Kiprop positive test a major blow for Kenya
THE emergence of the Kenyans to dominate world distance running is one of the great romantic stories of athletics. Ever since Amos Biwott, Kip Keino and Naftali Temu made the breakthrough with a gold, silver and bronze at the Mexico Olympics in 1968, the East African country has produced some of the sport’s greats.
What made the achievements of Rudisha and Ngugi, of Kemboi and Cheruiyot all the more appealing was the back story. In a world where the media image of Africa is of a dystopia bedevilled by disease, poverty and war, the Kenyan athletes showed another face of the continent.
Yet in recent years it’s been impossible to ignore the cloud overhanging Kenyan athletics. There have been several high-profile doping offences which suggested Kenya is one of the sport’s worst offenders. But the news Asbel Kiprop has tested positive for EPO may deal the final blow to our illusions about Kenyan running.
Kiprop was one of their very greatest, a three-time World and once Olympic champion over 1,500m. His positive test is as shocking in terms of Kenyan athletics as Ben Johnson’s was to the world of sprinting. It’s a sad time for one of the world’s great sporting traditions.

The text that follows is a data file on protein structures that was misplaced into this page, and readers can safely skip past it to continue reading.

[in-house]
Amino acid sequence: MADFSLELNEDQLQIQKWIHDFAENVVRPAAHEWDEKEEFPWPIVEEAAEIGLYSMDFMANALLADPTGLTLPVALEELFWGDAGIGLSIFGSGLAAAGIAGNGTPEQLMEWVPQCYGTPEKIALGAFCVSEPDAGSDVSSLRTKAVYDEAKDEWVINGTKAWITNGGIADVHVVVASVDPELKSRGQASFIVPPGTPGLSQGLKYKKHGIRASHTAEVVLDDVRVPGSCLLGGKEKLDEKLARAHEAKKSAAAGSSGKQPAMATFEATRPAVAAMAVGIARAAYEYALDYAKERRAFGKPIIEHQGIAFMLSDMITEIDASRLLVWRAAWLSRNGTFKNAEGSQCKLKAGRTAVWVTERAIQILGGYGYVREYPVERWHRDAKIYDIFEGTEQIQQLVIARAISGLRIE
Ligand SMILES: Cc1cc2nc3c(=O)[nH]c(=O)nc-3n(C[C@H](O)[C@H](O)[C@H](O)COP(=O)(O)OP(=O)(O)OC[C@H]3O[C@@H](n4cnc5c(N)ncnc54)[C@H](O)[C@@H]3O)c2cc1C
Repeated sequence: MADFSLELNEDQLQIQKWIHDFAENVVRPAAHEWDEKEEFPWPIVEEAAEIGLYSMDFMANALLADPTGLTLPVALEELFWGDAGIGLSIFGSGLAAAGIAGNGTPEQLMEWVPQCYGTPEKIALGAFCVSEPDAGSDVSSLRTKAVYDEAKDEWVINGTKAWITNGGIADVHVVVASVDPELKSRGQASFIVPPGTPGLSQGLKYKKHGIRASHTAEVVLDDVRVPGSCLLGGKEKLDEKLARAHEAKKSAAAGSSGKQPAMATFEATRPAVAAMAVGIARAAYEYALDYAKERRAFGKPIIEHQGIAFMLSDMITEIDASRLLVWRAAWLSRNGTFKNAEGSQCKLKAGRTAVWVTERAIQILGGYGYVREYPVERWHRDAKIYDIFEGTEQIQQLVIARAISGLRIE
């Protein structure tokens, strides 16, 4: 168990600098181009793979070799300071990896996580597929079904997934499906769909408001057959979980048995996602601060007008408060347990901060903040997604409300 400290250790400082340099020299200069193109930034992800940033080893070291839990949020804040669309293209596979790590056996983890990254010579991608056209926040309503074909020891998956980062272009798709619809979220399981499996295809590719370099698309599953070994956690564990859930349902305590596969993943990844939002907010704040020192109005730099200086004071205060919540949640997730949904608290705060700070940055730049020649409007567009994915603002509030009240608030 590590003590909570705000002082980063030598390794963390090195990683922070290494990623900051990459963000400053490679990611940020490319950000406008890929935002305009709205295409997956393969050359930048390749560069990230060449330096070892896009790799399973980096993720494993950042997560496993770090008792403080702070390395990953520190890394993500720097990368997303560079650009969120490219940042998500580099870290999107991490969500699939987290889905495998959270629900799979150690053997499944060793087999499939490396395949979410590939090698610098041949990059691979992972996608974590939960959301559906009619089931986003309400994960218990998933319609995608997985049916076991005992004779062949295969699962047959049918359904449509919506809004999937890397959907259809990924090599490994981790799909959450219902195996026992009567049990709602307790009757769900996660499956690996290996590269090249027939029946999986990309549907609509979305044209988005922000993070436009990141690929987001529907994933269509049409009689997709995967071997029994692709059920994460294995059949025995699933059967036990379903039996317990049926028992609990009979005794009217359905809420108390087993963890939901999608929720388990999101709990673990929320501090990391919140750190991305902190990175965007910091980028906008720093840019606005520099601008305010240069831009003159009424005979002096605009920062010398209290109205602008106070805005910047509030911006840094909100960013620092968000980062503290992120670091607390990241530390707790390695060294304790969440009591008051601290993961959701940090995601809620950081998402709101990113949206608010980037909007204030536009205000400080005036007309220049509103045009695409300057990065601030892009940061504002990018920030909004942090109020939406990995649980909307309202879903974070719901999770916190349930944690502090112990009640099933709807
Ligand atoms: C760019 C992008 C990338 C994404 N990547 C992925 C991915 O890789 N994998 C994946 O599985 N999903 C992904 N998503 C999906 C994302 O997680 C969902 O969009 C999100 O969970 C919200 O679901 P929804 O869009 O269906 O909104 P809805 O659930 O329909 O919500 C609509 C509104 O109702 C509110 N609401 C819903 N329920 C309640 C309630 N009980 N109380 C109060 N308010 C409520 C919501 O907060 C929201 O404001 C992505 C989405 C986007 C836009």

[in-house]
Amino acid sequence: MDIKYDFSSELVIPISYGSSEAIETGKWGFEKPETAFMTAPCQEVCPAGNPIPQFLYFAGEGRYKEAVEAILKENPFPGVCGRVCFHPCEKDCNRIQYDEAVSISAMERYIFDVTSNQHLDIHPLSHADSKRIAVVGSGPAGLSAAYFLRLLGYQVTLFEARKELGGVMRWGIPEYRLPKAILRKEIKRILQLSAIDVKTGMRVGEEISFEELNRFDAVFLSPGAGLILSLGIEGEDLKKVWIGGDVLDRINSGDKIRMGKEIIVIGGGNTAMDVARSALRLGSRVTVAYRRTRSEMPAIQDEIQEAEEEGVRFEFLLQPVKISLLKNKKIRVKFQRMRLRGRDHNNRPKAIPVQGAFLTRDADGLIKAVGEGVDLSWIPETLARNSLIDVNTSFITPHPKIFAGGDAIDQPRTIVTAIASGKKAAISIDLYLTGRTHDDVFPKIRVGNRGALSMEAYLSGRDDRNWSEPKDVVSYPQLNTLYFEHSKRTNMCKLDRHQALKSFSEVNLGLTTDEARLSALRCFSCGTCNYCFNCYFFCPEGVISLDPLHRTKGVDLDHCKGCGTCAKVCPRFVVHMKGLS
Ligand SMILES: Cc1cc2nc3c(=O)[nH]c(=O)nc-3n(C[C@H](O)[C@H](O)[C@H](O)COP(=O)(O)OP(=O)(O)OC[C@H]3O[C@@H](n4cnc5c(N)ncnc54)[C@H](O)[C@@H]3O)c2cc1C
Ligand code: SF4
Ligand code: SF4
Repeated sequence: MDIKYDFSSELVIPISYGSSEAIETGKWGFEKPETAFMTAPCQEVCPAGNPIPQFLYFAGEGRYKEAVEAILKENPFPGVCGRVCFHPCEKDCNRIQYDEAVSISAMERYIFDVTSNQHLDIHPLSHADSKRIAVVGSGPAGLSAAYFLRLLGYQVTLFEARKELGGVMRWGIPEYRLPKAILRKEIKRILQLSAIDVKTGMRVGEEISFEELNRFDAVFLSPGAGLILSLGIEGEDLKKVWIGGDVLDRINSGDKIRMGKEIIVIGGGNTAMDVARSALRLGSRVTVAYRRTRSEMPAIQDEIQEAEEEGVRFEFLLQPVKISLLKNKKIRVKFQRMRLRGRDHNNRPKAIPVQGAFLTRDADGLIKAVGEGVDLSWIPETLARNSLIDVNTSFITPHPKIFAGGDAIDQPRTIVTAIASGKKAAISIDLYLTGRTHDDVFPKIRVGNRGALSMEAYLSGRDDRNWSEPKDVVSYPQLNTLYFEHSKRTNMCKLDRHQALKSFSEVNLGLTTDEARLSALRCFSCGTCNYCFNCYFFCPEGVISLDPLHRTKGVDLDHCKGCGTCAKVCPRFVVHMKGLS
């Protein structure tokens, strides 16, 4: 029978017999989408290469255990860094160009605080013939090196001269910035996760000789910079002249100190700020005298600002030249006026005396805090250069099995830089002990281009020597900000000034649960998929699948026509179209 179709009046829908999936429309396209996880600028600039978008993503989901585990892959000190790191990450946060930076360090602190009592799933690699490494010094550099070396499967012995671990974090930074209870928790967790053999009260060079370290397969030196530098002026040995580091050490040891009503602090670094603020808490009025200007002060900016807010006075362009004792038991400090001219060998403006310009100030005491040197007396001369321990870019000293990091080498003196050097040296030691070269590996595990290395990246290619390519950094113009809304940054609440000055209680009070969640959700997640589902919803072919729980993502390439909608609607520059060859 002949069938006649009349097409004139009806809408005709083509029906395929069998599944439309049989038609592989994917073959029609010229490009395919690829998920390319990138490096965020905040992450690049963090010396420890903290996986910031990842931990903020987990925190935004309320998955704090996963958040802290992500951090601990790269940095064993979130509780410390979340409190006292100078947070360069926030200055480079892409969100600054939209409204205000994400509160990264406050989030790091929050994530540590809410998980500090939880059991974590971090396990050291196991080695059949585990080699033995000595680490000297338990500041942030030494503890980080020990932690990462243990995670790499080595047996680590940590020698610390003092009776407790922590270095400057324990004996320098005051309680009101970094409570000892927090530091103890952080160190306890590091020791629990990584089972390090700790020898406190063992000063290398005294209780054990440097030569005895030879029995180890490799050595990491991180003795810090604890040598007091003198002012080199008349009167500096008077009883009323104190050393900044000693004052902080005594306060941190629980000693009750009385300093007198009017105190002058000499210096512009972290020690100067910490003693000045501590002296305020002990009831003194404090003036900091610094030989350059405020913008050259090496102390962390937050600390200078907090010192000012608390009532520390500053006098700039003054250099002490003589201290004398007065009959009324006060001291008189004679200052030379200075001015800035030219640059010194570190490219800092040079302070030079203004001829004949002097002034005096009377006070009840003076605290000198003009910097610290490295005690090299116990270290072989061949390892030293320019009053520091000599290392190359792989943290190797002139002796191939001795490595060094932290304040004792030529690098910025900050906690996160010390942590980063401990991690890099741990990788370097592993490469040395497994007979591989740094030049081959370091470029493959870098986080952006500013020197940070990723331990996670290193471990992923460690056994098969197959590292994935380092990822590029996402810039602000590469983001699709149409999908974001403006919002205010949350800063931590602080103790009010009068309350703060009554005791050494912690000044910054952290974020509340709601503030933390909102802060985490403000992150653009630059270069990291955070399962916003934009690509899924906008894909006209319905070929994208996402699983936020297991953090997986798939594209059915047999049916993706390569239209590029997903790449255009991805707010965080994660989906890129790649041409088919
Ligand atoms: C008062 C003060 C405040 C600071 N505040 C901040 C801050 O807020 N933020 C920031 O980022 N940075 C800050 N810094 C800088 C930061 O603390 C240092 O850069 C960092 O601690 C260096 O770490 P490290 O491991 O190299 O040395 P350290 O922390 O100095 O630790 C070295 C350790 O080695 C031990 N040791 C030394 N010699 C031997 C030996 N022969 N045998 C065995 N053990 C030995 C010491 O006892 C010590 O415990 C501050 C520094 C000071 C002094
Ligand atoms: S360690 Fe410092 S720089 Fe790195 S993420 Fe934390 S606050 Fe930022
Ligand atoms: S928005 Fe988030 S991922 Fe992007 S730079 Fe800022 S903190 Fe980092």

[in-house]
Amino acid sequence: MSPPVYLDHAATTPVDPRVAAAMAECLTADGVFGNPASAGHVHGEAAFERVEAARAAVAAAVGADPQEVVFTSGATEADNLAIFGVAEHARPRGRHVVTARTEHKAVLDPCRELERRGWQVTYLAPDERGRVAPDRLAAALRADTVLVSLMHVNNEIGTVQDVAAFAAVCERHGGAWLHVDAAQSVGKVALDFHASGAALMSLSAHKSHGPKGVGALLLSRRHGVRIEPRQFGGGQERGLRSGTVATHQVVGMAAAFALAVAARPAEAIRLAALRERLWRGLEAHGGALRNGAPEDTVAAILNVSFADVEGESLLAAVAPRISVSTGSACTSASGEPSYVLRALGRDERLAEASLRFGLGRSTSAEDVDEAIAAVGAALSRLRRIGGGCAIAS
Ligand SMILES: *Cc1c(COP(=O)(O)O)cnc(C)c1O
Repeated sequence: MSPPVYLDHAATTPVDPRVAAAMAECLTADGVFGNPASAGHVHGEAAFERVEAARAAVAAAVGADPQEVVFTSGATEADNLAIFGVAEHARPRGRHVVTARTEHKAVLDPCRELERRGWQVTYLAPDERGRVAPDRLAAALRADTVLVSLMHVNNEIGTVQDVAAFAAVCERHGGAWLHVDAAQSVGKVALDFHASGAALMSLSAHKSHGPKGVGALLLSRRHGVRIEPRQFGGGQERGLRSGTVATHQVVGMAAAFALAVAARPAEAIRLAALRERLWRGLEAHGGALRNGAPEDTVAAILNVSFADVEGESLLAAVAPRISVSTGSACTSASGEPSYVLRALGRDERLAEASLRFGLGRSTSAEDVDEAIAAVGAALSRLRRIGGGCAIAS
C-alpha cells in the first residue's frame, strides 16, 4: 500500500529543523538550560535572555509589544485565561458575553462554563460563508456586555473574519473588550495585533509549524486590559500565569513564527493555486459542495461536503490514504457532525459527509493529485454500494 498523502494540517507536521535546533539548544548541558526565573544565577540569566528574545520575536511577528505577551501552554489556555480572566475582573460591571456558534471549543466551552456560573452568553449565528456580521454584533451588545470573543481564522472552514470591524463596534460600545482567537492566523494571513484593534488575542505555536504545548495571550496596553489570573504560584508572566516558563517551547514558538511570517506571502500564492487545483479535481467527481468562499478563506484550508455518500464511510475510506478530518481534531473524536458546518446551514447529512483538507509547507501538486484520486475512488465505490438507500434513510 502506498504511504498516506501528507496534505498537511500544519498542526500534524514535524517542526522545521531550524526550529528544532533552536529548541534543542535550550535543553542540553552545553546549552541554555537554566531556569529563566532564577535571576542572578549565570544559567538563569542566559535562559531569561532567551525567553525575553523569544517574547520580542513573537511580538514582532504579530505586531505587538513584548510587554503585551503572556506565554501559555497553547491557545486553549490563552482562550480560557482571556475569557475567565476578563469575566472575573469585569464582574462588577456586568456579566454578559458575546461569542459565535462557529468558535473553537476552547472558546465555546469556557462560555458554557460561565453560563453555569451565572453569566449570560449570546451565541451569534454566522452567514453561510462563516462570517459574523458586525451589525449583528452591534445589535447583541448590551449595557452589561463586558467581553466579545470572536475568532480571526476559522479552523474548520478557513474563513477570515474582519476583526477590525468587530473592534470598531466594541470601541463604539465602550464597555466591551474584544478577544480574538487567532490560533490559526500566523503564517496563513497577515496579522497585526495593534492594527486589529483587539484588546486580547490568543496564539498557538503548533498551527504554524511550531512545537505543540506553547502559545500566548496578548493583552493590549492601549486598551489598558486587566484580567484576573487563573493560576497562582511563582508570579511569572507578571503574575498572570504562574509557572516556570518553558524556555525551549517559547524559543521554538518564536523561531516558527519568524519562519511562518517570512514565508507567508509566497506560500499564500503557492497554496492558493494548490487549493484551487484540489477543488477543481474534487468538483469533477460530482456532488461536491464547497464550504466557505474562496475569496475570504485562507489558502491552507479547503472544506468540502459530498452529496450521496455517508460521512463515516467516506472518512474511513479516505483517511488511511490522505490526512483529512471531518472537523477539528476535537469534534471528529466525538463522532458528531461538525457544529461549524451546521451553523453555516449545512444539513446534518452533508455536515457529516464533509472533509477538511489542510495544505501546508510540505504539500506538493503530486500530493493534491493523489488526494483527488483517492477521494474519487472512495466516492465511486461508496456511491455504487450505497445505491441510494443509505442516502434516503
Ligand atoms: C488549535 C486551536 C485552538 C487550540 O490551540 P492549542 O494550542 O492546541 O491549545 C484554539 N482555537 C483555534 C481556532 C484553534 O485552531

THERE is just one book which I have reread constantly over the years. It’s been a good friend to me and I’m on my third battered copy. The book is called
Running Is Easy and it was written by Bruce Tulloh who was a cult figure back in the 1960s when he won the European 5,000m title in his bare feet.
Running Is Easy was the book that set me jogging after the birth of my first daughter 16 years ago. His style was friendly, sensible and inspirational in an understated English manner. My commitment has waxed and waned and the weight has fluctuated but I always find my way back and when I do I know that if I follow Bruce’s ‘First Steps’ advice I’ll soon be back in the groove.
I often intended to write to Bruce and thank him for the help. Or, to be more accurate, I had a fantasy that some day we might bump into each other and I’d thank him in person. That won’t happen now because he died last week at the age of 82 of cancer. Which goes to show you should thank people when you have the chance. Anyway, thanks Bruce. You made my life a lot better.
IN the rush to deride Real Madrid’s home performance against Bayern Munich, their achievement in qualifying for a third Champions League final in a row has been overlooked. It’s 42 years since Bayern Munich became just the third team in European Cup, as it was then, history to complete a hat-trick.
They were outplayed in the 1976 final by St Etienne but won 1-0. The previous year Leeds dominated possession, were denied a stonewall penalty and had a goal disallowed before Bayern struck late to win 2-0. And the year before that it took a goal in injury-time of extra-time to give Bayern a final draw against Atletico Madrid before they won the replay.
The truly great teams always seem to ride their luck.